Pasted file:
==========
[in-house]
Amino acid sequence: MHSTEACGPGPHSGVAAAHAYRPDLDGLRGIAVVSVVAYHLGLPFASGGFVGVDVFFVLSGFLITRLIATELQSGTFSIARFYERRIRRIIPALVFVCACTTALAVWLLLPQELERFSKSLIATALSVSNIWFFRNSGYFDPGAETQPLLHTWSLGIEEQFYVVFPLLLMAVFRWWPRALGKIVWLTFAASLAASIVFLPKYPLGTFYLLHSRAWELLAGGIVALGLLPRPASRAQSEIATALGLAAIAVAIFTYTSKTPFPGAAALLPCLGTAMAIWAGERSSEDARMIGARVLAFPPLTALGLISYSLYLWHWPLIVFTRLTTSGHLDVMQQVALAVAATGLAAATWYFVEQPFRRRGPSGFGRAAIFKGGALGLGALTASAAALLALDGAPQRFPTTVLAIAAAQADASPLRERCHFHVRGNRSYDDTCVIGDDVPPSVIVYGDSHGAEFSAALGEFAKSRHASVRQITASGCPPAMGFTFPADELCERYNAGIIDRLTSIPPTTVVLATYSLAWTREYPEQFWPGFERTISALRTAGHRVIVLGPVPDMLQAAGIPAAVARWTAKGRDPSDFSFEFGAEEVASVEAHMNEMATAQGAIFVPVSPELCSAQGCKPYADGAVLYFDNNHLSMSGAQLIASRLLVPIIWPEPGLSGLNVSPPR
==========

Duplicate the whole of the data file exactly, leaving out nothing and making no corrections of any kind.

[in-house]
Amino acid sequence: MHSTEACGPGPHSGVAAAHAYRPDLDGLRGIAVVSVVAYHLGLPFASGGFVGVDVFFVLSGFLITRLIATELQSGTFSIARFYERRIRRIIPALVFVCACTTALAVWLLLPQELERFSKSLIATALSVSNIWFFRNSGYFDPGAETQPLLHTWSLGIEEQFYVVFPLLLMAVFRWWPRALGKIVWLTFAASLAASIVFLPKYPLGTFYLLHSRAWELLAGGIVALGLLPRPASRAQSEIATALGLAAIAVAIFTYTSKTPFPGAAALLPCLGTAMAIWAGERSSEDARMIGARVLAFPPLTALGLISYSLYLWHWPLIVFTRLTTSGHLDVMQQVALAVAATGLAAATWYFVEQPFRRRGPSGFGRAAIFKGGALGLGALTASAAALLALDGAPQRFPTTVLAIAAAQADASPLRERCHFHVRGNRSYDDTCVIGDDVPPSVIVYGDSHGAEFSAALGEFAKSRHASVRQITASGCPPAMGFTFPADELCERYNAGIIDRLTSIPPTTVVLATYSLAWTREYPEQFWPGFERTISALRTAGHRVIVLGPVPDMLQAAGIPAAVARWTAKGRDPSDFSFEFGAEEVASVEAHMNEMATAQGAIFVPVSPELCSAQGCKPYADGAVLYFDNNHLSMSGAQLIASRLLVPIIWPEPGLSGLNVSPPR